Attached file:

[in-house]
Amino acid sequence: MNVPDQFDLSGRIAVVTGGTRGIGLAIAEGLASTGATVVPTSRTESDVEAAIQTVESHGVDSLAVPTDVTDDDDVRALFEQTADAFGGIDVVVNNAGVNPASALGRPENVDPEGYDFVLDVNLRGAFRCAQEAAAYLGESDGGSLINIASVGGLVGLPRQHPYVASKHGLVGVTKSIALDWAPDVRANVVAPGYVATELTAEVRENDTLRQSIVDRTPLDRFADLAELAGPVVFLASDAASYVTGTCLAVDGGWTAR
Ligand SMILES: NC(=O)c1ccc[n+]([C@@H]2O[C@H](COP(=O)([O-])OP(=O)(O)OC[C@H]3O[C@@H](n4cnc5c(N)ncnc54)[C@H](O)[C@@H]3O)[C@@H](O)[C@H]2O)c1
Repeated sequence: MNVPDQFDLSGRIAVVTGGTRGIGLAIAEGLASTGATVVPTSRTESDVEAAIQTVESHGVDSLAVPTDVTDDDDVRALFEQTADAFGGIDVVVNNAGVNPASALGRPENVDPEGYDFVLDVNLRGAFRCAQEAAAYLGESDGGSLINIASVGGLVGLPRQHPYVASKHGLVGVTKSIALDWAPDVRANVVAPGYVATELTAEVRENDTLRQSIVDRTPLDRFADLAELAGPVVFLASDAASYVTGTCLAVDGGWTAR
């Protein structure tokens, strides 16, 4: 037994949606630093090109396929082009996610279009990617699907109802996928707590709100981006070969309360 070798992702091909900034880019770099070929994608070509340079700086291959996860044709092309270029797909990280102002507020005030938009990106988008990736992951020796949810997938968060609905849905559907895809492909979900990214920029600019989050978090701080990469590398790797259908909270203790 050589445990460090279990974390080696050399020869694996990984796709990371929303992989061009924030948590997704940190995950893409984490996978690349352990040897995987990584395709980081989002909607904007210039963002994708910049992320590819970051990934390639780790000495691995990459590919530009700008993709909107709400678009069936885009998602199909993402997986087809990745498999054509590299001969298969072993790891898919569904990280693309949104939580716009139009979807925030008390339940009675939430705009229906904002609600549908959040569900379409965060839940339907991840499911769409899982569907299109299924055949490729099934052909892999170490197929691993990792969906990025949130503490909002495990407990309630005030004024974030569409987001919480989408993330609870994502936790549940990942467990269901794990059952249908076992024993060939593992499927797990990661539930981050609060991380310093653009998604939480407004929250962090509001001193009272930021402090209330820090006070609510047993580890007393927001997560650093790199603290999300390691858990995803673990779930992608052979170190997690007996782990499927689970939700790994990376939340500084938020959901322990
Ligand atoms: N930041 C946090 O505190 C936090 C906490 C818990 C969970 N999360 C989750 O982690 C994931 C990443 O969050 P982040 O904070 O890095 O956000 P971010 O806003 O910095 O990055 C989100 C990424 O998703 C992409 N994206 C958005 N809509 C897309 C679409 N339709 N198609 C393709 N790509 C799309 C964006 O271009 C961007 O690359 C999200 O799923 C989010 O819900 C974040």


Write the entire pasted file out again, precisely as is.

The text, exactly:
[in-house]
Amino acid sequence: MNVPDQFDLSGRIAVVTGGTRGIGLAIAEGLASTGATVVPTSRTESDVEAAIQTVESHGVDSLAVPTDVTDDDDVRALFEQTADAFGGIDVVVNNAGVNPASALGRPENVDPEGYDFVLDVNLRGAFRCAQEAAAYLGESDGGSLINIASVGGLVGLPRQHPYVASKHGLVGVTKSIALDWAPDVRANVVAPGYVATELTAEVRENDTLRQSIVDRTPLDRFADLAELAGPVVFLASDAASYVTGTCLAVDGGWTAR
Ligand SMILES: NC(=O)c1ccc[n+]([C@@H]2O[C@H](COP(=O)([O-])OP(=O)(O)OC[C@H]3O[C@@H](n4cnc5c(N)ncnc54)[C@H](O)[C@@H]3O)[C@@H](O)[C@H]2O)c1
Repeated sequence: MNVPDQFDLSGRIAVVTGGTRGIGLAIAEGLASTGATVVPTSRTESDVEAAIQTVESHGVDSLAVPTDVTDDDDVRALFEQTADAFGGIDVVVNNAGVNPASALGRPENVDPEGYDFVLDVNLRGAFRCAQEAAAYLGESDGGSLINIASVGGLVGLPRQHPYVASKHGLVGVTKSIALDWAPDVRANVVAPGYVATELTAEVRENDTLRQSIVDRTPLDRFADLAELAGPVVFLASDAASYVTGTCLAVDGGWTAR
């Protein structure tokens, strides 16, 4: 037994949606630093090109396929082009996610279009990617699907109802996928707590709100981006070969309360 070798992702091909900034880019770099070929994608070509340079700086291959996860044709092309270029797909990280102002507020005030938009990106988008990736992951020796949810997938968060609905849905559907895809492909979900990214920029600019989050978090701080990469590398790797259908909270203790 050589445990460090279990974390080696050399020869694996990984796709990371929303992989061009924030948590997704940190995950893409984490996978690349352990040897995987990584395709980081989002909607904007210039963002994708910049992320590819970051990934390639780790000495691995990459590919530009700008993709909107709400678009069936885009998602199909993402997986087809990745498999054509590299001969298969072993790891898919569904990280693309949104939580716009139009979807925030008390339940009675939430705009229906904002609600549908959040569900379409965060839940339907991840499911769409899982569907299109299924055949490729099934052909892999170490197929691993990792969906990025949130503490909002495990407990309630005030004024974030569409987001919480989408993330609870994502936790549940990942467990269901794990059952249908076992024993060939593992499927797990990661539930981050609060991380310093653009998604939480407004929250962090509001001193009272930021402090209330820090006070609510047993580890007393927001997560650093790199603290999300390691858990995803673990779930992608052979170190997690007996782990499927689970939700790994990376939340500084938020959901322990
Ligand atoms: N930041 C946090 O505190 C936090 C906490 C818990 C969970 N999360 C989750 O982690 C994931 C990443 O969050 P982040 O904070 O890095 O956000 P971010 O806003 O910095 O990055 C989100 C990424 O998703 C992409 N994206 C958005 N809509 C897309 C679409 N339709 N198609 C393709 N790509 C799309 C964006 O271009 C961007 O690359 C999200 O799923 C989010 O819900 C974040």